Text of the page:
“There’s your first problem. No Civil War movie ever made a dime.
Or ever will.”
Hollywood 1939: the novel “Gone With The Wind” is about to become the biggest hit movie in history EXCEPT the maniacal movie producer David O. Selznick has shut down production, fired the director and torn up the script. He is costing the studio thousands of dollars a day.
Thus begins a comedy of hilarious slapstick as Selznick hires reluctant script doctor Ben Hecht, (author of ‘The Front Page’ and possibly the only person in America who hasn’t read the 1000 page plus book), and director Victor Fleming (fresh from punching Judy Garland and squabbling with drunken Munchkins in “The Wizard of Oz”).
Hecht thinks that the book “Gone With The Wind” is another “Moonlight and Magnolias” style piece of rubbish and bound to fail. Not only that, he says, “No Civil War movie ever made a dime”.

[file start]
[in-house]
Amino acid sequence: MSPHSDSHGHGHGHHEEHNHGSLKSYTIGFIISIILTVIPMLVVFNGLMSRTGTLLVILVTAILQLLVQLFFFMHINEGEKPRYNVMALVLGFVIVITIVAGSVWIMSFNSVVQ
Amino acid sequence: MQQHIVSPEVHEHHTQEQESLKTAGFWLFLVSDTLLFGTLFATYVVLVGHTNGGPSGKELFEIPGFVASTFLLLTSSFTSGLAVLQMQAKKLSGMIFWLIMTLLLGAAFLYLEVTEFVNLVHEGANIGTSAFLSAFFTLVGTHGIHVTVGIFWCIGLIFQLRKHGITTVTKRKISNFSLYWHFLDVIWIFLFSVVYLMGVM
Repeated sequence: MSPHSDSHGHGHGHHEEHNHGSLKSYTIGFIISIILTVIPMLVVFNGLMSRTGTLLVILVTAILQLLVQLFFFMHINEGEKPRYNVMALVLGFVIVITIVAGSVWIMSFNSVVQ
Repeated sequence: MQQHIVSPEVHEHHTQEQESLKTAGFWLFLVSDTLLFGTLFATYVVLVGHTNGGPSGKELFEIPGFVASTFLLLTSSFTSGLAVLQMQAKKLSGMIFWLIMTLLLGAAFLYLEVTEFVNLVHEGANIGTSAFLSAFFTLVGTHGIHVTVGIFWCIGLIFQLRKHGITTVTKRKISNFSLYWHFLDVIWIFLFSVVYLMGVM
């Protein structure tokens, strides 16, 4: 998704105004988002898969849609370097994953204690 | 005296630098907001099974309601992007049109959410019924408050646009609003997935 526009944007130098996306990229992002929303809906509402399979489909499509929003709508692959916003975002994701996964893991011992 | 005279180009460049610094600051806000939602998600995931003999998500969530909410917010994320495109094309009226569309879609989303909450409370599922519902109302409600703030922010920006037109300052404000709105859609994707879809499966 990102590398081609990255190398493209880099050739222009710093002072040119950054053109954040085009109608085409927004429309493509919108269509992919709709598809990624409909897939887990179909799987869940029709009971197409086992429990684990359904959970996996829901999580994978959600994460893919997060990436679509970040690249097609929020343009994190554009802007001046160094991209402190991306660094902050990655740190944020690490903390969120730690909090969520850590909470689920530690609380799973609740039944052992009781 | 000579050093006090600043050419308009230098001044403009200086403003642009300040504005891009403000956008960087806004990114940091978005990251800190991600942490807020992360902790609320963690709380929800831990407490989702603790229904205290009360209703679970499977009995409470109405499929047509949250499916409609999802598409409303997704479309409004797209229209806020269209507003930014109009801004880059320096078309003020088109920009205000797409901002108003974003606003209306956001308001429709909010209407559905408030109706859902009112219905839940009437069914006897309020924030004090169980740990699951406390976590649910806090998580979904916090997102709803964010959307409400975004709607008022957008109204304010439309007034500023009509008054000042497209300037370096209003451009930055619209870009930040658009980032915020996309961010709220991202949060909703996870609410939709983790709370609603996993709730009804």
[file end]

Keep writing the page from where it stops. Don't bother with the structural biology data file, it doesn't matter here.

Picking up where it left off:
Desperate, Selznick locks his two collaborators and himself in his office with nothing but bananas and peanuts to sustain them. He and Fleming have just 5 days to act out the whole story for Hecht.
Aided by Miss Poppenguhl, the super efficient secretary, chaos reigns as they work their way from Scarlett O’Hara’s Tara to the burning of Atlanta and back again as everything gradually falls apart.
This highly acclaimed play, written by Ron Hutchinson, the Irish-born playwright and Emmy-winning writer/producer for features and television, was first produced at the Goodman Theatre, Chicago (2004) and debuted in London at the Tricycle Theatre, (2007).
Based on a ‘true’ story, this is a play about which, frankly, my dears, you will give a damn!